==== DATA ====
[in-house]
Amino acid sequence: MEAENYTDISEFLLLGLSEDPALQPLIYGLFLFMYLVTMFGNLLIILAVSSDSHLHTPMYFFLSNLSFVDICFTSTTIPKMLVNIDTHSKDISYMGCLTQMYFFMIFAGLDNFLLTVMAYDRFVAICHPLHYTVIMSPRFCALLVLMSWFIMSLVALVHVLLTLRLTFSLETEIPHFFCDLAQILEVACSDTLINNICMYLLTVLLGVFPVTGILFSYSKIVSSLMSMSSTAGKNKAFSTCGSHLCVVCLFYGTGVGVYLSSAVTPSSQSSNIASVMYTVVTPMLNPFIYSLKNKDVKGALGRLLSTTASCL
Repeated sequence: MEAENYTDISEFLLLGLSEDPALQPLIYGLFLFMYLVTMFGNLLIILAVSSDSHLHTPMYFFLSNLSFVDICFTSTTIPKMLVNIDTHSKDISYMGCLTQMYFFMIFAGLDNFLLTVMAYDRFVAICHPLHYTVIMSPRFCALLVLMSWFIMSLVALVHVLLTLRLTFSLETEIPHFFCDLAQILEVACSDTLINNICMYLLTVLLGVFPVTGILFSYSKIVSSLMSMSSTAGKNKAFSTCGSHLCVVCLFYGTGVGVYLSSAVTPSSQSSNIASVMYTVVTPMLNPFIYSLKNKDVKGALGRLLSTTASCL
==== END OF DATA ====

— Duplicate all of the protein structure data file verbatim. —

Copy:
[in-house]
Amino acid sequence: MEAENYTDISEFLLLGLSEDPALQPLIYGLFLFMYLVTMFGNLLIILAVSSDSHLHTPMYFFLSNLSFVDICFTSTTIPKMLVNIDTHSKDISYMGCLTQMYFFMIFAGLDNFLLTVMAYDRFVAICHPLHYTVIMSPRFCALLVLMSWFIMSLVALVHVLLTLRLTFSLETEIPHFFCDLAQILEVACSDTLINNICMYLLTVLLGVFPVTGILFSYSKIVSSLMSMSSTAGKNKAFSTCGSHLCVVCLFYGTGVGVYLSSAVTPSSQSSNIASVMYTVVTPMLNPFIYSLKNKDVKGALGRLLSTTASCL
Repeated sequence: MEAENYTDISEFLLLGLSEDPALQPLIYGLFLFMYLVTMFGNLLIILAVSSDSHLHTPMYFFLSNLSFVDICFTSTTIPKMLVNIDTHSKDISYMGCLTQMYFFMIFAGLDNFLLTVMAYDRFVAICHPLHYTVIMSPRFCALLVLMSWFIMSLVALVHVLLTLRLTFSLETEIPHFFCDLAQILEVACSDTLINNICMYLLTVLLGVFPVTGILFSYSKIVSSLMSMSSTAGKNKAFSTCGSHLCVVCLFYGTGVGVYLSSAVTPSSQSSNIASVMYTVVTPMLNPFIYSLKNKDVKGALGRLLSTTASCL